Regional differences: What have you got in your lunchbox?

By Annie-Rose Harrison-Dunn

- Last updated on GMT

Dutch parents are least likely to put chips in their children's lunchboxes, according to a consumer survey
Dutch parents are least likely to put chips in their children's lunchboxes, according to a consumer survey

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Across most countries, sandwiches and fruit are popular in children's lunchboxes while the inclusion of chips, yoghurt and cheese snacks varies considerably across regions, according to a consumer report by the Irish Food Board.

The survey, which originally focused on Irish consumer habits but now looks at ten different markets, found that children in the US and UK are the most likely to have chips (crisps) in their lunchboxes.

Lunchbox habits

Over half (55%) of the American parents surveyed said that their child’s lunchbox normally contains chips, followed by 46% of British parents.

This is in clear contrast with the 1% reported in the Netherlands and 2% in Germany. Ireland also stood particularly low in this ranking – with only 5% of parents saying they put chips in their children's lunchboxes.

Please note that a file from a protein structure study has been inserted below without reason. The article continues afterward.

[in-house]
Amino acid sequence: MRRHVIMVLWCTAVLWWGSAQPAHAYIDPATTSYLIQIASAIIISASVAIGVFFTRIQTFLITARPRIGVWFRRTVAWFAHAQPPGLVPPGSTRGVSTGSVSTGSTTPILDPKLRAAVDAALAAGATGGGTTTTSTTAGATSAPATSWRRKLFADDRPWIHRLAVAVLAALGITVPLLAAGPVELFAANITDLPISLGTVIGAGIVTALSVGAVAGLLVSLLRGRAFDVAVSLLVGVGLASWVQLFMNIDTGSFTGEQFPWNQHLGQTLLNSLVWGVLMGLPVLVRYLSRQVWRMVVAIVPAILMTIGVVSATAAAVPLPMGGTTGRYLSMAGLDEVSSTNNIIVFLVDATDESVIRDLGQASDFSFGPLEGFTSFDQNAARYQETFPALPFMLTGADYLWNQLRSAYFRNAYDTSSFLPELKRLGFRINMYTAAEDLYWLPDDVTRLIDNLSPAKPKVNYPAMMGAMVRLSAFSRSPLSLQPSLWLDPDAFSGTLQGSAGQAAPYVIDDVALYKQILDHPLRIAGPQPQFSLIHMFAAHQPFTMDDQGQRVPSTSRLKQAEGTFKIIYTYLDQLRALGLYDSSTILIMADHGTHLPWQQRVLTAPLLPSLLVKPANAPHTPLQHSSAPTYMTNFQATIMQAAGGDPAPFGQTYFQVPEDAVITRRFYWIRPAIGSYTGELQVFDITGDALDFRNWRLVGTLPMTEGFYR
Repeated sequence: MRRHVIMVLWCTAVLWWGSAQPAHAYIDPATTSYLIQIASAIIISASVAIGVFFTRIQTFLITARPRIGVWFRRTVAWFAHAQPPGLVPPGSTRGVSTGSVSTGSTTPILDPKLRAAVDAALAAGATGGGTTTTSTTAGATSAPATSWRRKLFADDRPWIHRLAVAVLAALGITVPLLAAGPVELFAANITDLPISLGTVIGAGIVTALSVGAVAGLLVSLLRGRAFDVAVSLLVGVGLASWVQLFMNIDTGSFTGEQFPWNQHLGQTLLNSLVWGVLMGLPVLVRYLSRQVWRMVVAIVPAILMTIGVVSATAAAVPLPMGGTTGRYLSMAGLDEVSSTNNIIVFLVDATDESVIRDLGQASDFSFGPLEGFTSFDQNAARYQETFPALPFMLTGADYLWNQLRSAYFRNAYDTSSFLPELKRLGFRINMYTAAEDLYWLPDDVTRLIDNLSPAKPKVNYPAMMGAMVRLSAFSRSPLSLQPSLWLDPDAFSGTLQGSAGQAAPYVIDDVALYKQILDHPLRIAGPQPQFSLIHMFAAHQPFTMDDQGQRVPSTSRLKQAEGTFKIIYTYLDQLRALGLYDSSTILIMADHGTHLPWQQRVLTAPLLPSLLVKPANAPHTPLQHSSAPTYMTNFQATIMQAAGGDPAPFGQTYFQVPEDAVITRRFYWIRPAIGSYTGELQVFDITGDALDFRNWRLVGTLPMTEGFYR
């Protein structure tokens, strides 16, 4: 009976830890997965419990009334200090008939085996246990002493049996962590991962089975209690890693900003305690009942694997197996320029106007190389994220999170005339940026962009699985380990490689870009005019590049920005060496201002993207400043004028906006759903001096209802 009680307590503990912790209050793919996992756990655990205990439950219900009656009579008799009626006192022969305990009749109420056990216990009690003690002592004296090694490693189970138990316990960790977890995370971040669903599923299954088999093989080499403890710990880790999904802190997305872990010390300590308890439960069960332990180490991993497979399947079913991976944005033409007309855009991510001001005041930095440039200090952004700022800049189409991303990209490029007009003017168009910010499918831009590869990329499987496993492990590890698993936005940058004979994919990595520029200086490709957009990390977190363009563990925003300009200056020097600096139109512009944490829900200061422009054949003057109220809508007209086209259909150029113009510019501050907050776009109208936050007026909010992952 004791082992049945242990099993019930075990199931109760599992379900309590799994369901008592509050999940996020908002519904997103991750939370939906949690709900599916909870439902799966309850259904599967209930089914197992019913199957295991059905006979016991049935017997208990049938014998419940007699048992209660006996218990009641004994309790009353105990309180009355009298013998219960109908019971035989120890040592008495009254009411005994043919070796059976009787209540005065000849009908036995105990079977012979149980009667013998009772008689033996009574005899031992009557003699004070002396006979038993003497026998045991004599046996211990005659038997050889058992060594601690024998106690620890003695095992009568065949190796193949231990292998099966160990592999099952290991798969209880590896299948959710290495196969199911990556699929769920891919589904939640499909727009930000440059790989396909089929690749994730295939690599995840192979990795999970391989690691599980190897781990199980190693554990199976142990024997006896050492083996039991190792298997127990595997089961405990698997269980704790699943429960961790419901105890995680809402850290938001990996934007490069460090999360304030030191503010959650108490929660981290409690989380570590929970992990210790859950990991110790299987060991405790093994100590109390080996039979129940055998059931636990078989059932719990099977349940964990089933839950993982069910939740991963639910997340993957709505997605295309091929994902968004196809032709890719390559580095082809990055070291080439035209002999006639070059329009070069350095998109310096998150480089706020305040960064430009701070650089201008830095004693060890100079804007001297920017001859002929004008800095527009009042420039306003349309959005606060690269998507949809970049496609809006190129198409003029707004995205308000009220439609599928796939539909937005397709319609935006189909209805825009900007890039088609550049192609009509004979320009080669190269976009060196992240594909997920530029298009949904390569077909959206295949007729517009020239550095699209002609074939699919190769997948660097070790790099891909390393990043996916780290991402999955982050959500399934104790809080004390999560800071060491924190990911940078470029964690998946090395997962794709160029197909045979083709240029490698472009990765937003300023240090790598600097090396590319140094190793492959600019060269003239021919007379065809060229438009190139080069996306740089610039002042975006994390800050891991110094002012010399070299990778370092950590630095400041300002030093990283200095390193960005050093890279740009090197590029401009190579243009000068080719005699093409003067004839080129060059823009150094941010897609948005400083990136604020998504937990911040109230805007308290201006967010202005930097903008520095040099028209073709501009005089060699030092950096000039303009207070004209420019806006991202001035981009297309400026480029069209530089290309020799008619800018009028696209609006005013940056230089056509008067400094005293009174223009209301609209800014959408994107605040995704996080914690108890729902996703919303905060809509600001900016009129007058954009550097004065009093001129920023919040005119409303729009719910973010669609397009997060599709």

Paula Donoghue, insight and brand manager at the Irish Food Board (Bord Bia), told that in the case of Ireland this could be due to a difference in school lunch policy. In Ireland schools take a much more active role in the policing of lunchbox contents, she explained, although this is not officially implemented on a national level.

Obesity concerns

The report also found that the Spanish have considerably high concerns about their children becoming obese in comparison to the other countries included. 42% of parents in Spain said they “agreed strongly”​ with the statement “I am concerned about my children becoming obese”​ and 36% said they “agreed slightly”​, amounting to a total of 78% showing some concern. 

The Dutch, British and Irish expressed the least anxiety when combing these responses of strong and slight concern, totalling 28%, 31% and 31%, respectively.

Interestingly the Spanish were also found to be the most likely to consider health food to be boring, with 69% agreeing to some extent with the statement that "choosing healthy food to eat is limiting and boring"​. This appeared to resonate less so in Great Britain (43%), Germany (45%), Netherlands (45%), Sweden (46%) and Belgium (46%).

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